With the Copenhagen Climate Conference starting today, there has never been a greater time for every industry to look at their impact on the environment. Traditionally, chemical, transport and food industries are criticised for their impact on the environment, but there is one sector that utilises a third of the world's energy - construction and building operation.
Whilst, we all think about switching off the office lights and finding more energy efficient servers, the truth of the matter is that in Europe, almost 50 percent of total emissions come from buildings - not just in how they are constructed, but how they are run. That's where green buildings and sustainable building design comes in.
Sustainable building design
General construction work uses an inordinate amount of energy, water and raw materials and more often than not, generate large amounts of waste and potentially harmful atmospheric emissions. As a result, companies are facing demands to make environmentally friendly and eco-efficient buildings, whilst at the same time minimising their actual impact on the environment. As such, sustainable building design is becoming more and more important, with designers and construction firms finding the most eco-friendly ways to get buildings made.
Lessening the impact on the environment can range from deciding to retrofit a building instead of building a new one to actually coming up with a way of making more environmentally friendly bricks. There is also an interest in taking a 'synergistic approach' to building design, ensuring that the scheme "supports an increased commitment to environmental stewardship and conservation, and results in an optimal balance of cost, environmental, societal, and human benefits while meeting the mission and function of the intended facility or infrastructure."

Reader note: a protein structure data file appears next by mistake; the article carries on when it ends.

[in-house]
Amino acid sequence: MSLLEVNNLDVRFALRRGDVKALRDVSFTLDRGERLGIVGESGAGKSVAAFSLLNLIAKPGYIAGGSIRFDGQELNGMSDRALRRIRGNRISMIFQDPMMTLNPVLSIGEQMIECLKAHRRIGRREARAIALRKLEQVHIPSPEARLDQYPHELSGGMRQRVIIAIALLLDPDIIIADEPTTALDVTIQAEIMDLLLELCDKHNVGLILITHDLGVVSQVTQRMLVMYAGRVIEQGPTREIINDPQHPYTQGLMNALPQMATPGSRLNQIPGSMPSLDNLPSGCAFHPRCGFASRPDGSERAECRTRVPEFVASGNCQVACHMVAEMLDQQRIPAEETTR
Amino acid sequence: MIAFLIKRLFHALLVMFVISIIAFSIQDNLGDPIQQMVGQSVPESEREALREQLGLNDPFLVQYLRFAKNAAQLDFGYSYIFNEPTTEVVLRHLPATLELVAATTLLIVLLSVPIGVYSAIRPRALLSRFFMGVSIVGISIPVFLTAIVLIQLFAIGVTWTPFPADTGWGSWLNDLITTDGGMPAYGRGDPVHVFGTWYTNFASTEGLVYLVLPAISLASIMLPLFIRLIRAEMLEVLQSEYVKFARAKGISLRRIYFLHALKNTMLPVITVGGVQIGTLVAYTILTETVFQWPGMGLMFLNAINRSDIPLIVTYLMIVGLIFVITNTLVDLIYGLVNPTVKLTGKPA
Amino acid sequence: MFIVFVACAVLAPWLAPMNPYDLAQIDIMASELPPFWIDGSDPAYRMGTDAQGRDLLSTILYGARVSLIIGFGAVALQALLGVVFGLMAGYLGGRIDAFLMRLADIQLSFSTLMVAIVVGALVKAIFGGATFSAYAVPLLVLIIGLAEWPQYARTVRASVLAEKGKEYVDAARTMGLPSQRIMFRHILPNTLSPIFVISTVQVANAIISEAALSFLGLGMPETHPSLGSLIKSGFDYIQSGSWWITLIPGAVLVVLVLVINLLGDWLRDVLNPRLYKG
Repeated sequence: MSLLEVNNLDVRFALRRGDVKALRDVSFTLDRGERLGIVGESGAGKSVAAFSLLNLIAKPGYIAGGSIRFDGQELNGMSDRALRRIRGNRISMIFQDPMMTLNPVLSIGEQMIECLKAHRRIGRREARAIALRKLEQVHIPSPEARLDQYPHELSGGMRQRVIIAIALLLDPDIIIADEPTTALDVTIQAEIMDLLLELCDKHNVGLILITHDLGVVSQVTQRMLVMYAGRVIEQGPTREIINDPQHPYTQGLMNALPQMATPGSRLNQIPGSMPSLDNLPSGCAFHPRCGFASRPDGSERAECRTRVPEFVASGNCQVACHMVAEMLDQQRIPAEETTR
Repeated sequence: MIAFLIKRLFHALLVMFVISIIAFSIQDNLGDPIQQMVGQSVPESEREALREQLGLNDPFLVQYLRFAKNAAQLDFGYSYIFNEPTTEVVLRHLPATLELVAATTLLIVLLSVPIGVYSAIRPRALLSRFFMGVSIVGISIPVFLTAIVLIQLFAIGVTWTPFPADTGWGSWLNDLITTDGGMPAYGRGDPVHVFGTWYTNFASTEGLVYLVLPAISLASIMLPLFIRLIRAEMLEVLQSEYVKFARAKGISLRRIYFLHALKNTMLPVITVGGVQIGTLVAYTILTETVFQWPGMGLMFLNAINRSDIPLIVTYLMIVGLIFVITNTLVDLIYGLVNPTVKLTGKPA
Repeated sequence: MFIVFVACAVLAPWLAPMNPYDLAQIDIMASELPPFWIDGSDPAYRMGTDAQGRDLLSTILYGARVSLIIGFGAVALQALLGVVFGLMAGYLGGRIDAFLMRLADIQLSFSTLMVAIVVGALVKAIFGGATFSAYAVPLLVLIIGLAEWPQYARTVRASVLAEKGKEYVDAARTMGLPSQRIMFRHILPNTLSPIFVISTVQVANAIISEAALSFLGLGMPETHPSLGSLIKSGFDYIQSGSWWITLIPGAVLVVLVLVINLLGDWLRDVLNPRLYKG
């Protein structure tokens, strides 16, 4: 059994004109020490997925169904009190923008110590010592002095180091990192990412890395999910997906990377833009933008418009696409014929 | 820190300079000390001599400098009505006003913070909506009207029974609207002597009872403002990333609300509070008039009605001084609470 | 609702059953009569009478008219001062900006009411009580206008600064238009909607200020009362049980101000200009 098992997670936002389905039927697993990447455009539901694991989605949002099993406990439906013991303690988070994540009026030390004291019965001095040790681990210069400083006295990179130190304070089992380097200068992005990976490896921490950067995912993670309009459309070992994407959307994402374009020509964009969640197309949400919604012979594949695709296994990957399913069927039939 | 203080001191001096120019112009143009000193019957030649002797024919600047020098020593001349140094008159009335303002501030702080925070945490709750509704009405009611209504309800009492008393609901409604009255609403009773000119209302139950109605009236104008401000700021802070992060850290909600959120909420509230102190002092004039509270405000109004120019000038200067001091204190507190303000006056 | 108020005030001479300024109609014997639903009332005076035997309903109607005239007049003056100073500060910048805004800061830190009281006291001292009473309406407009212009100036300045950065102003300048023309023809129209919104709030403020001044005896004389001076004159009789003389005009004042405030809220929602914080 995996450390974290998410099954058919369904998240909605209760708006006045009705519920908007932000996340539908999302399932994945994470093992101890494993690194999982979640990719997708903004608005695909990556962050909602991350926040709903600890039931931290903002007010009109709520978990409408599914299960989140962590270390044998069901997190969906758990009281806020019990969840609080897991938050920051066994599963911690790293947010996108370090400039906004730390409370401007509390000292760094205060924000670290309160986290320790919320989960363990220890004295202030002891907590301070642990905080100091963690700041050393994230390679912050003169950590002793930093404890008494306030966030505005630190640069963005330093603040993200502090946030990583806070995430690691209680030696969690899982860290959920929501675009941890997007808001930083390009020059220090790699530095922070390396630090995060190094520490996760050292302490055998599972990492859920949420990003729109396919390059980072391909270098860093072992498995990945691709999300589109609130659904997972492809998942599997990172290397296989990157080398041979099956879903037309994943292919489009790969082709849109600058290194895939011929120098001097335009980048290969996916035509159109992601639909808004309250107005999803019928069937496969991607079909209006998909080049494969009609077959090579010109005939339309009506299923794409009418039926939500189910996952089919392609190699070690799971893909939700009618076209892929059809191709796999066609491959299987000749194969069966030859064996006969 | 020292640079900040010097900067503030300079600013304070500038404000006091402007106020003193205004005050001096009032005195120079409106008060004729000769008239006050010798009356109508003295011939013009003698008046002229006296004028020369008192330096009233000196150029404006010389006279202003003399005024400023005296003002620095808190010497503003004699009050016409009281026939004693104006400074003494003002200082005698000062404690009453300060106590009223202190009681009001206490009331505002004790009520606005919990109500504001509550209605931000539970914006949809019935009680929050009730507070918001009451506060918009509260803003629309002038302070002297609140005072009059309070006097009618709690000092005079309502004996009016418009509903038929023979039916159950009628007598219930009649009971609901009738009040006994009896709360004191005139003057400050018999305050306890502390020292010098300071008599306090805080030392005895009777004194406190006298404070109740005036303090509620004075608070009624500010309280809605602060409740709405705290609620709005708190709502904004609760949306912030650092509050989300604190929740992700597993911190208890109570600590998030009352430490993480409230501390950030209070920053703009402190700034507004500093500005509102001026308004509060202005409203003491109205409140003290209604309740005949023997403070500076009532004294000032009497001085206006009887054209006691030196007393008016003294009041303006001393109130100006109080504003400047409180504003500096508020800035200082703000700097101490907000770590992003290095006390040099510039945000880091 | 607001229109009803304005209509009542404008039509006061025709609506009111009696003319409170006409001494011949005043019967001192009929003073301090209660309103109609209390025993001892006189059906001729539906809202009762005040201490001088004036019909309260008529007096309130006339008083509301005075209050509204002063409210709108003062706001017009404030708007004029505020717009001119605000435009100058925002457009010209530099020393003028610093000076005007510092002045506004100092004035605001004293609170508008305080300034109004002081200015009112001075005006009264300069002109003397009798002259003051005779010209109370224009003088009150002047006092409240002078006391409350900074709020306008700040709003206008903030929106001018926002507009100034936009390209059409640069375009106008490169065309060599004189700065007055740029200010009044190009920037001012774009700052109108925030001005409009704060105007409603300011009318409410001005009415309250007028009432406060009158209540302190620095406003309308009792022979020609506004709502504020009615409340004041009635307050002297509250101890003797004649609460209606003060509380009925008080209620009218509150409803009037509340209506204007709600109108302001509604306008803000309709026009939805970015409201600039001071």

Recent examples of such projects include the new UN Global Compact Centre, which is being constructed in one of the most polluted areas in North America, San Francisco's Hunter's Point Shipyard; a former shipyard filled with radiation and industrial toxins. The proposed centre would be part of the United Nations "Global Compact" and would be focused on promoting sustainable and clean technologies, but it would also serve as an example of how toxic sites can be transformed into centres of innovation and inspiration.
Meanwhile in Europe, a building in Bristol, England was dubbed the 'greenest office building in the country' due to its innovative design and stringent site management to ensure a high level of environmental performance in both the construction and use of the building.
Amongst its green technologies is the building's ability to harvest rainwater to cut water consumption, intelligent lighting systems to cut electricity use, natural ventilation and a ground source heat pump that reduces heating and cooling costs.
It is schemes like this that are the cornerstones of green buildings and sustainable building design. Avoiding using natural resources like water, opting instead to recycle, can cuts down building costs by an estimated 10 percent or £180,000 per year.
If the Copenhagen Conference progresses as many environmental groups hope it to, then green buildings will soon become the norm, instead of being the exception.
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